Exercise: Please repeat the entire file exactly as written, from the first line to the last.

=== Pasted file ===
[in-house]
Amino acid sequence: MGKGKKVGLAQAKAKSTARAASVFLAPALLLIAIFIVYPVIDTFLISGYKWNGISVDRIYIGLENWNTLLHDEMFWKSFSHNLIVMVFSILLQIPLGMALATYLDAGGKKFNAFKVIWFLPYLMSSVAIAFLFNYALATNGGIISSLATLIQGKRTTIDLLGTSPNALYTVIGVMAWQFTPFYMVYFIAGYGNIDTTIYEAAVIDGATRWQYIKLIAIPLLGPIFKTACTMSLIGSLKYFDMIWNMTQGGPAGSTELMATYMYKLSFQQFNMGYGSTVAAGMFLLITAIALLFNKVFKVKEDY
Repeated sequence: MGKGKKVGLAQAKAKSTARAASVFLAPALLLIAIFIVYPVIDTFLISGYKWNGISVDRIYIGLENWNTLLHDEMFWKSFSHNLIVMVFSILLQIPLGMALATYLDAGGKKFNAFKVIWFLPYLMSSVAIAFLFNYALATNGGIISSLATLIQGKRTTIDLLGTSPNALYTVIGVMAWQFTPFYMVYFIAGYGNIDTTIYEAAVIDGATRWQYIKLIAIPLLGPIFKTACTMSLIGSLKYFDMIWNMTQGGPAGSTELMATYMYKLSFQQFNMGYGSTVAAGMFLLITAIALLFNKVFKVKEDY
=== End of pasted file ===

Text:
[in-house]
Amino acid sequence: MGKGKKVGLAQAKAKSTARAASVFLAPALLLIAIFIVYPVIDTFLISGYKWNGISVDRIYIGLENWNTLLHDEMFWKSFSHNLIVMVFSILLQIPLGMALATYLDAGGKKFNAFKVIWFLPYLMSSVAIAFLFNYALATNGGIISSLATLIQGKRTTIDLLGTSPNALYTVIGVMAWQFTPFYMVYFIAGYGNIDTTIYEAAVIDGATRWQYIKLIAIPLLGPIFKTACTMSLIGSLKYFDMIWNMTQGGPAGSTELMATYMYKLSFQQFNMGYGSTVAAGMFLLITAIALLFNKVFKVKEDY
Repeated sequence: MGKGKKVGLAQAKAKSTARAASVFLAPALLLIAIFIVYPVIDTFLISGYKWNGISVDRIYIGLENWNTLLHDEMFWKSFSHNLIVMVFSILLQIPLGMALATYLDAGGKKFNAFKVIWFLPYLMSSVAIAFLFNYALATNGGIISSLATLIQGKRTTIDLLGTSPNALYTVIGVMAWQFTPFYMVYFIAGYGNIDTTIYEAAVIDGATRWQYIKLIAIPLLGPIFKTACTMSLIGSLKYFDMIWNMTQGGPAGSTELMATYMYKLSFQQFNMGYGSTVAAGMFLLITAIALLFNKVFKVKEDY